Performing the śrāddha (obsequial ceremony) at Gayā (the famous place of pilgrimage in Bihar) has been a very ancient custom. One of the places where such śrāddha can be performed in Gayā is the Akṣayavaṭa, a huge Banyan tree considered to be extremely ancient. If piṇḍas (obsequial offering of rice balls) are offered under this tree to the departed ancestors, they are believed to enjoy its fruits eternally. Hence the appellation ‘akṣaya’ (= imperishable; hence, eternal).
The śrāddha at the Akṣayavaṭa is to be performed on the northern side at its bottom. Honouring the brāhmaṇas who assist in the ceremony and bowing to the tree itself are important aspects of this ritual.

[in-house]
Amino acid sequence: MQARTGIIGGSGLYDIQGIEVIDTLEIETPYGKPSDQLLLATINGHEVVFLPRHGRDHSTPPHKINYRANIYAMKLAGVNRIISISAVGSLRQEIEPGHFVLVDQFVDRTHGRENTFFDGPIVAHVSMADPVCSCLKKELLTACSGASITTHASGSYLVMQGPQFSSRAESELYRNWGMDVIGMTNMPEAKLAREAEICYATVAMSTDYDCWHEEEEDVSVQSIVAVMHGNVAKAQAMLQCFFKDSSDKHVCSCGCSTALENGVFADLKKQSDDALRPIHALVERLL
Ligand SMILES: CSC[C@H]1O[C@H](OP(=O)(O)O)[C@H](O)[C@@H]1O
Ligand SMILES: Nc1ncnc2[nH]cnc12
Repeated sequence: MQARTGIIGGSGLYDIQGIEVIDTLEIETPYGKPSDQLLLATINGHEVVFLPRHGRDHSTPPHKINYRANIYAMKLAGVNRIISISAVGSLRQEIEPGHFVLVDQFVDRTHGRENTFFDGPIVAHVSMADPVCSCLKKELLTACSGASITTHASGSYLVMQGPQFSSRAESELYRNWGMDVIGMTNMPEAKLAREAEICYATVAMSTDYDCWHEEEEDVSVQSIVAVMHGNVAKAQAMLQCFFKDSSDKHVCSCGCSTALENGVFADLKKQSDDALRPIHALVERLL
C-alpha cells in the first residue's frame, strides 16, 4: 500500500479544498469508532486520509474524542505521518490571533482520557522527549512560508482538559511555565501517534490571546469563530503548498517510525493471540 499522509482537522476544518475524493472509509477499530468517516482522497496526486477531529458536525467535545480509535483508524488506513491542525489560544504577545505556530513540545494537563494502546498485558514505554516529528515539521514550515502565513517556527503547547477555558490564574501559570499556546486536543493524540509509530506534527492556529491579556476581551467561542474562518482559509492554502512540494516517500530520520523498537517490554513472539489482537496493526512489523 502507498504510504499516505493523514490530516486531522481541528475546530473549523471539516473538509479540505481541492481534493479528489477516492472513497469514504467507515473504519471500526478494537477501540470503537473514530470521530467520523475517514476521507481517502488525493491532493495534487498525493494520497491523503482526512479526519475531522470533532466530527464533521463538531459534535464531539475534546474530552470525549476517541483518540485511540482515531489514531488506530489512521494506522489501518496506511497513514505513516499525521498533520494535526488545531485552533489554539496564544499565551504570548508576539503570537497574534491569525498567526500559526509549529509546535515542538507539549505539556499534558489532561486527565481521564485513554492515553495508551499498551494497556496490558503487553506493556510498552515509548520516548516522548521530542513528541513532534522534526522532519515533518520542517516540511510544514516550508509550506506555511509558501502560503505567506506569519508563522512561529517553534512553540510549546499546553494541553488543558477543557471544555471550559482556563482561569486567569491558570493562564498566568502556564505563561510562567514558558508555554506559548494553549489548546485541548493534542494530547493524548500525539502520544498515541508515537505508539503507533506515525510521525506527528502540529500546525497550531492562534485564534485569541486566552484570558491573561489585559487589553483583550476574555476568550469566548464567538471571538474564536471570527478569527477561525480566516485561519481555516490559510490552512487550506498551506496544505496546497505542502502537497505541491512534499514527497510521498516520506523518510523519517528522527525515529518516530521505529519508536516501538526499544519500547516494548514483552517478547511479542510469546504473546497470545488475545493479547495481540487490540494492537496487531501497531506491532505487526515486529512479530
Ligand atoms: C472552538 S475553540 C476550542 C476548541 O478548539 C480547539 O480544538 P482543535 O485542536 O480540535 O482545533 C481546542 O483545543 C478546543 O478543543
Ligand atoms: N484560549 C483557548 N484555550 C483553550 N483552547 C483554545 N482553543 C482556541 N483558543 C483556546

There is another Akṣayavaṭa in Prayāga (modern Allahabad in Uttar Pradesh). Death at its foot is considered to ensure attainment of the city of Viṣṇu.
One more Akṣayavaṭa exists at Kāśī.